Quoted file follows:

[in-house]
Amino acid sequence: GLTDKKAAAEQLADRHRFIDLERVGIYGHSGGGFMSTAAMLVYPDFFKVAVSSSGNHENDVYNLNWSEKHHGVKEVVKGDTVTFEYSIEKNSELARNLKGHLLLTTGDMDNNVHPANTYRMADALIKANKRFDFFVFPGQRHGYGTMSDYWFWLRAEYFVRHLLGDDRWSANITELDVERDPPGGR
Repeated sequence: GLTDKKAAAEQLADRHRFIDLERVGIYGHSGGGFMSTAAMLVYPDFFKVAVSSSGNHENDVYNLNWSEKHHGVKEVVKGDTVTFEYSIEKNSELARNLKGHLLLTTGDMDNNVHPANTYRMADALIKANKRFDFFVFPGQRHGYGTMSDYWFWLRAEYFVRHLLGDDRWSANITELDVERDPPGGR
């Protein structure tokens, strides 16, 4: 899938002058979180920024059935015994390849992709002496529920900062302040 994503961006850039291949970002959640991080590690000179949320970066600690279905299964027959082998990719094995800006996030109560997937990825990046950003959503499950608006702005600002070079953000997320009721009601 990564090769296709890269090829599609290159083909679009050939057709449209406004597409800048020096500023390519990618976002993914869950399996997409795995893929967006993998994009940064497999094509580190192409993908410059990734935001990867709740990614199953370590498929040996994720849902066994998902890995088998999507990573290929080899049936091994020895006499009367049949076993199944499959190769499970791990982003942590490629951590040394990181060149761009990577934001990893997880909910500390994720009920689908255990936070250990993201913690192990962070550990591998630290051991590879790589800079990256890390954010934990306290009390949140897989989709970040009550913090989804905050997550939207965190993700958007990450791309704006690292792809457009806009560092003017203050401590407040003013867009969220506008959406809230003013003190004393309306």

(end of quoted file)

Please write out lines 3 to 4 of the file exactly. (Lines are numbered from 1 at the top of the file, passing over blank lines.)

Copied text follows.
Repeated sequence: GLTDKKAAAEQLADRHRFIDLERVGIYGHSGGGFMSTAAMLVYPDFFKVAVSSSGNHENDVYNLNWSEKHHGVKEVVKGDTVTFEYSIEKNSELARNLKGHLLLTTGDMDNNVHPANTYRMADALIKANKRFDFFVFPGQRHGYGTMSDYWFWLRAEYFVRHLLGDDRWSANITELDVERDPPGGR
């Protein structure tokens, strides 16, 4: 899938002058979180920024059935015994390849992709002496529920900062302040 994503961006850039291949970002959640991080590690000179949320970066600690279905299964027959082998990719094995800006996030109560997937990825990046950003959503499950608006702005600002070079953000997320009721009601 990564090769296709890269090829599609290159083909679009050939057709449209406004597409800048020096500023390519990618976002993914869950399996997409795995893929967006993998994009940064497999094509580190192409993908410059990734935001990867709740990614199953370590498929040996994720849902066994998902890995088998999507990573290929080899049936091994020895006499009367049949076993199944499959190769499970791990982003942590490629951590040394990181060149761009990577934001990893997880909910500390994720009920689908255990936070250990993201913690192990962070550990591998630290051991590879790589800079990256890390954010934990306290009390949140897989989709970040009550913090989804905050997550939207965190993700958007990450791309704006690292792809457009806009560092003017203050401590407040003013867009969220506008959406809230003013003190004393309306």